Two topics I want to cover tonight. First: That Was Strange

As I was filling up the gas tank on my way home, I pop out my phone to leave a tweet about how I was leaving work late. I unlock the phone and notice that the screen was dark. Weird… the backlight must be off, I thought. I fumble through the dimly lit menus and eventually find the backlight setting by the unnatural gas station lights. I boost the brightness from 33 to 76, but there’s no noticeable difference on the screen. Hmm… must be a software glitch. I fire up twidroid and leave my post and finish pumping my gas. Back in the car, I use the little light available to navigate the shutdown menu and try rebooting my phone. I feel the phone vibrate on start up, but no backlight is present. Crap. Leaving the gas station, I point my car towards the on ramp and fumble with the covers for the phone. Once the back cover is off, I set the cruse control to 60mph and use the light from the passing street lamps to remove the battery. A quick count to 15 and I put the battery back in and put the cover on. I feel the vibration of the boot sequence, I turn the phone over, but the screen remains dark. At this point I know there’s nothing I can do until the car stops moving. Twenty minutes later I pull into my driveway, turn off the car, and investigate the phone further. I try a different application to adjust the backlight setting to 100, but no change. As I’m walking up the stairs to the side door, I flip the screen a few times while prodding the clever connection mechanism that carries the data and power cables between the screen and the main body–the backlight pops on. Hmmphf… that was strange.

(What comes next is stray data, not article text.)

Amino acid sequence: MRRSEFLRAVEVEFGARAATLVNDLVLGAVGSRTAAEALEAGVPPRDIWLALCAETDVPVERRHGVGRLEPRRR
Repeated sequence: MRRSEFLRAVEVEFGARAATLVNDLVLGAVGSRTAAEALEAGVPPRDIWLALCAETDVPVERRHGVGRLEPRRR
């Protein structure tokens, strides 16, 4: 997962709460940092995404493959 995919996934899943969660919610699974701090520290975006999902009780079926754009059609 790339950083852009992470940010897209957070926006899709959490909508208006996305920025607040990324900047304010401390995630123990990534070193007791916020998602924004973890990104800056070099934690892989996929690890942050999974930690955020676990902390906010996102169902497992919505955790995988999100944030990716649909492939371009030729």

Point Number 2: What the Hell?

One thing I absolutely hate is driving on wet Virginia roads at night. I have driven in wet conditions at night all over the US. I even grew up driving on Arkansas roads, and it seems to me that Virginia is possibly the most unsafe roads I have been on during dark, wet conditions. You cannot see any of the lane markings once the road becomes wet. It becomes a vast inky void, lacking any navigational clues. I have tested driving with the lights on, with the lights off, and with the brights on, and it makes no difference, the lane lines cannot be seen until they are 5 feet in front of you. I have no clue what VDOT is doing to make the paint disappear during the rain, but I hope they are saving millions of dollars. Maybe that’s VDOT’s approach to get motorists to slow down during wet conditions, but giving the aggressive driving in the DC area, the efforts are lost. Really, what is it that the VA roads are lacking that makes them lose their markings in the rain?